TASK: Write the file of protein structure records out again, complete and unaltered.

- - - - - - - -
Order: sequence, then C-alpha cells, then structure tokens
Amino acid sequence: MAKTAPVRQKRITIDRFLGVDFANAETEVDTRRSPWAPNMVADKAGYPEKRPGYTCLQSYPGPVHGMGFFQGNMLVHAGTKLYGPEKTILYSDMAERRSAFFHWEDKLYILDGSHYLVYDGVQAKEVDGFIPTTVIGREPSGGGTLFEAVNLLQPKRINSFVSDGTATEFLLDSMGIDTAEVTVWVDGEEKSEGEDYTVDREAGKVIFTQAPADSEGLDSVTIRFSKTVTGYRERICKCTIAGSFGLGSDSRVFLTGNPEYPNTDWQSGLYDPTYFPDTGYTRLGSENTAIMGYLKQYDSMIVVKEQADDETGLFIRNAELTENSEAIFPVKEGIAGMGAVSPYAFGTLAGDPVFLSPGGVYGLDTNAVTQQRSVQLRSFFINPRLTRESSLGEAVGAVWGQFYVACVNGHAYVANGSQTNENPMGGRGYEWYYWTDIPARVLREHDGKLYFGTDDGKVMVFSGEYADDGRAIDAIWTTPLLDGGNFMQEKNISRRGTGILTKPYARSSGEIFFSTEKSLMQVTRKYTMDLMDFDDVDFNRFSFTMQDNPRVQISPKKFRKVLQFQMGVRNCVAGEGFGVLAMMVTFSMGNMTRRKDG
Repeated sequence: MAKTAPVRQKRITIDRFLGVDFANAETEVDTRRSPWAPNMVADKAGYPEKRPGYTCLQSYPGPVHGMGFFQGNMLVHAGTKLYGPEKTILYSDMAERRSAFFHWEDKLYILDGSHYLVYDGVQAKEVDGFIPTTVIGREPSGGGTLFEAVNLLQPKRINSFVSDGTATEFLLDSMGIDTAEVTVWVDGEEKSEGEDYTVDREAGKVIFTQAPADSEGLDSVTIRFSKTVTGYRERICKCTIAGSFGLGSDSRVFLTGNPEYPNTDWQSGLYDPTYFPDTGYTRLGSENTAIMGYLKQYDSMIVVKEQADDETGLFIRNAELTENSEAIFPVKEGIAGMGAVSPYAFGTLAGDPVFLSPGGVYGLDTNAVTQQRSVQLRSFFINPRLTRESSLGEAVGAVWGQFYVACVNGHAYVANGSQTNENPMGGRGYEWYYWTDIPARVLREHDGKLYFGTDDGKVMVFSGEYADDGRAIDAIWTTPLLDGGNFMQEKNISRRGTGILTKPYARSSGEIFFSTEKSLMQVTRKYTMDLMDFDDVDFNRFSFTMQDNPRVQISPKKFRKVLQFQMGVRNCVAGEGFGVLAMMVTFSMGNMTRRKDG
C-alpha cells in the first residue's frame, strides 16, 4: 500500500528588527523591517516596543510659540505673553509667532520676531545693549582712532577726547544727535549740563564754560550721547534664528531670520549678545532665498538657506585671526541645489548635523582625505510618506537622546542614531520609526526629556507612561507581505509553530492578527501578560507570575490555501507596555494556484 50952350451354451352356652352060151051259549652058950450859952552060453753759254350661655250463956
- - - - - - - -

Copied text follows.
Order: sequence, then C-alpha cells, then structure tokens
Amino acid sequence: MAKTAPVRQKRITIDRFLGVDFANAETEVDTRRSPWAPNMVADKAGYPEKRPGYTCLQSYPGPVHGMGFFQGNMLVHAGTKLYGPEKTILYSDMAERRSAFFHWEDKLYILDGSHYLVYDGVQAKEVDGFIPTTVIGREPSGGGTLFEAVNLLQPKRINSFVSDGTATEFLLDSMGIDTAEVTVWVDGEEKSEGEDYTVDREAGKVIFTQAPADSEGLDSVTIRFSKTVTGYRERICKCTIAGSFGLGSDSRVFLTGNPEYPNTDWQSGLYDPTYFPDTGYTRLGSENTAIMGYLKQYDSMIVVKEQADDETGLFIRNAELTENSEAIFPVKEGIAGMGAVSPYAFGTLAGDPVFLSPGGVYGLDTNAVTQQRSVQLRSFFINPRLTRESSLGEAVGAVWGQFYVACVNGHAYVANGSQTNENPMGGRGYEWYYWTDIPARVLREHDGKLYFGTDDGKVMVFSGEYADDGRAIDAIWTTPLLDGGNFMQEKNISRRGTGILTKPYARSSGEIFFSTEKSLMQVTRKYTMDLMDFDDVDFNRFSFTMQDNPRVQISPKKFRKVLQFQMGVRNCVAGEGFGVLAMMVTFSMGNMTRRKDG
Repeated sequence: MAKTAPVRQKRITIDRFLGVDFANAETEVDTRRSPWAPNMVADKAGYPEKRPGYTCLQSYPGPVHGMGFFQGNMLVHAGTKLYGPEKTILYSDMAERRSAFFHWEDKLYILDGSHYLVYDGVQAKEVDGFIPTTVIGREPSGGGTLFEAVNLLQPKRINSFVSDGTATEFLLDSMGIDTAEVTVWVDGEEKSEGEDYTVDREAGKVIFTQAPADSEGLDSVTIRFSKTVTGYRERICKCTIAGSFGLGSDSRVFLTGNPEYPNTDWQSGLYDPTYFPDTGYTRLGSENTAIMGYLKQYDSMIVVKEQADDETGLFIRNAELTENSEAIFPVKEGIAGMGAVSPYAFGTLAGDPVFLSPGGVYGLDTNAVTQQRSVQLRSFFINPRLTRESSLGEAVGAVWGQFYVACVNGHAYVANGSQTNENPMGGRGYEWYYWTDIPARVLREHDGKLYFGTDDGKVMVFSGEYADDGRAIDAIWTTPLLDGGNFMQEKNISRRGTGILTKPYARSSGEIFFSTEKSLMQVTRKYTMDLMDFDDVDFNRFSFTMQDNPRVQISPKKFRKVLQFQMGVRNCVAGEGFGVLAMMVTFSMGNMTRRKDG
C-alpha cells in the first residue's frame, strides 16, 4: 500500500528588527523591517516596543510659540505673553509667532520676531545693549582712532577726547544727535549740563564754560550721547534664528531670520549678545532665498538657506585671526541645489548635523582625505510618506537622546542614531520609526526629556507612561507581505509553530492578527501578560507570575490555501507596555494556484 50952350451354451352356652352060151051259549652058950450859952552060453753759254350661655250463956